The presence of nonperiodic patterns in electricity theft data and periodic patterns in normal usage data is also illustrated using the Pearson correlation coefficient (PCC), as shown by the PCC matrices in Table 1. It is observed that the PCC values of most of the normal usage weekly data are greater than 0.70, hence, indicating a strong correlation. While the PCC values of most of the electricity theft weekly data are mostly between negative value and zero, hence, indicating a weak correlation [35].
The partial autocorrelation and the autocorrelation function of the normal usage and theft customers are plotted in Figs. 5 and 6, respectively. It was discovered that while normal usage data has clearly defined lag values, the theft data has no definite relationship with its historical values. Hence, the visual and statistical analysis of theft data revealed that they are nonperiodic or less periodic as compared to normal usage data. This observation is consistent with the findings from other countries [05]. However, the 1D dataset nature, huge noise, and massive size make it difficult to visualize the dependency and periodicity of previous day data.
Methods
Data preprocessing
Outliers and missing values are usually contained in the electricity consumption data as a result of the maintenance schedules, storage issues, and failures in smart meters, sensors, and transmit and receive systems [3]. It is, therefore, required to handle these missing values by using a wellaccepted method. The outliers or missing values are handled in this research using a popular interpolation technique as expressed in the following equations.
where \({x}_{i}\) is a customer consumed electricity on an ith day (spanning between Jan 1, 2014, and Oct 31, 2016). NaN is the outlier value on that particular day.
The presence of many outlier values was observed in the data; these values should be subjected to an acceptable range to get a more accurate and bettergeneralized outcome. The “Threesigma rule of thumb” [9] technique was used in this research to remove the missing data values. The original value is expressed as follows:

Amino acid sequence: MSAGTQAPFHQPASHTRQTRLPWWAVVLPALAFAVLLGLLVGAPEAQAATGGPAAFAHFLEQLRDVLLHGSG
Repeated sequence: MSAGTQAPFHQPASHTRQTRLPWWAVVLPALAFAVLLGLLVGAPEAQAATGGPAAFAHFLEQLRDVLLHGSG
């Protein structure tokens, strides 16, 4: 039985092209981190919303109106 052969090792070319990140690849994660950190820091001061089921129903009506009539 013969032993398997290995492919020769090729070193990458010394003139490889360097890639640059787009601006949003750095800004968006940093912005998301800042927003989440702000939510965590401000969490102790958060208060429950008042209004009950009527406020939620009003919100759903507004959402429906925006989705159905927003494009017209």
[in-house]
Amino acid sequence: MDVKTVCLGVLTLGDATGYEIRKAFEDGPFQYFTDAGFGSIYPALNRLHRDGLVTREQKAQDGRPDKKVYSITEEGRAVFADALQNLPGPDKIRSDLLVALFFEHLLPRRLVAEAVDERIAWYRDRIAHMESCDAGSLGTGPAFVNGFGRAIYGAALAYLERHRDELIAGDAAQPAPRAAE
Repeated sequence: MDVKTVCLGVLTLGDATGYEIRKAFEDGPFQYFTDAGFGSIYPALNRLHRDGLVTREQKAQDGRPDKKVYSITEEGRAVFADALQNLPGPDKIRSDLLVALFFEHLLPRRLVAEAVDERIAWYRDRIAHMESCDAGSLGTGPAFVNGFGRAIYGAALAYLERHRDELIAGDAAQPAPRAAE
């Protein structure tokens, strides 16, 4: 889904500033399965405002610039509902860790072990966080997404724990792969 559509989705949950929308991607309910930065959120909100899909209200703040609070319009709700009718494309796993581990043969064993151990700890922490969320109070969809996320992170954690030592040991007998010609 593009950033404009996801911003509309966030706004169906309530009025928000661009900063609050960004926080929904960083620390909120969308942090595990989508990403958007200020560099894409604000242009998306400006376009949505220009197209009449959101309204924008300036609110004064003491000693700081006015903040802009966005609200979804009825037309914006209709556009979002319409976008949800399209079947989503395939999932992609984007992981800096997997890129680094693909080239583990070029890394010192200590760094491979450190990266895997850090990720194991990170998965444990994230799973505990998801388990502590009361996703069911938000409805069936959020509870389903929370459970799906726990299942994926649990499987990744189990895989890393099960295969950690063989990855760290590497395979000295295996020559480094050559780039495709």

where x is a vector or list of the energy consumption record for the 35month period. The ith element of the vector x is the ith day customers’ energy consumption (i.e., x_{i}), the avg(x) is the total average energy consumption per customer per day, and std(x) is the standard deviation of the total energy consumption per customer.
After the necessary preprocessing, normalization of the datasets is essential because of the sensitivity of neural networks to different data. Normalization is done using the min–max scaling technique as:
where min(x) and max(x) are the respective minimum and maximum customer energy consumption values over the period of data acquisition.
Proposed machine learning model
The proposed classification model is made up of the (i) autoencoder network and the (ii) ensemble of 1D and 2D convolutional neural networks, as shown in Fig. 7.

(i)
Autoencoder network
Autoencoder is made up of unsupervised artificial neural networks which encode and compress data efficiently and reconstruct it back to a depiction that is the original input’s feasible replica. Autoencoder learns to avoid data noise, thereby reducing data dimensionality [36]. Autoencoder neural networks receive wide acceptance for anomaly detection among unsupervised models [37, 38]. Several layers make up the model structure of the autoencoder, with various arrangements of neurons in each layer, as depicted in Fig. 7. The neuron number in each encoderdecoder network’s layer decreases to a particular extent and then increases to a particular extent, as could be seen in Fig. 7. Noise and redundant information are filtered in the autoencoder network. The gap between theft data and normal usage data is also increased by converting the input (x) to linear independent vector space (\(\underline{x}\)) using the latent space (z) in order to allow the proposed model to identify customers easily. With a training set, given as: \(S = \{{x}_{i} {x}_{i} \in {R}^{d}\}\), \(1\le i\le n\), the autoencoder is modeled as:
where the neural networks implemented decoder and encoder functions are \(k(.)\) and \(h(.)\) respectively. The encoder parameters are \({w}_{e}\) and \({b}_{e}\), while the decoder parameters are \({w}_{d}\) and \({b}_{d}\). If \(h(.)\) and \(k(.)\) are neural networks, then \({b}_{i}\) and \({w}_{i}\) are the bias vectors and weight matrices with respect to encoder and decoder, \(h(.)\) and \(k(.)\) neural networks. Training an autoencoder is by optimizing (i.e., minimizing) the loss function as: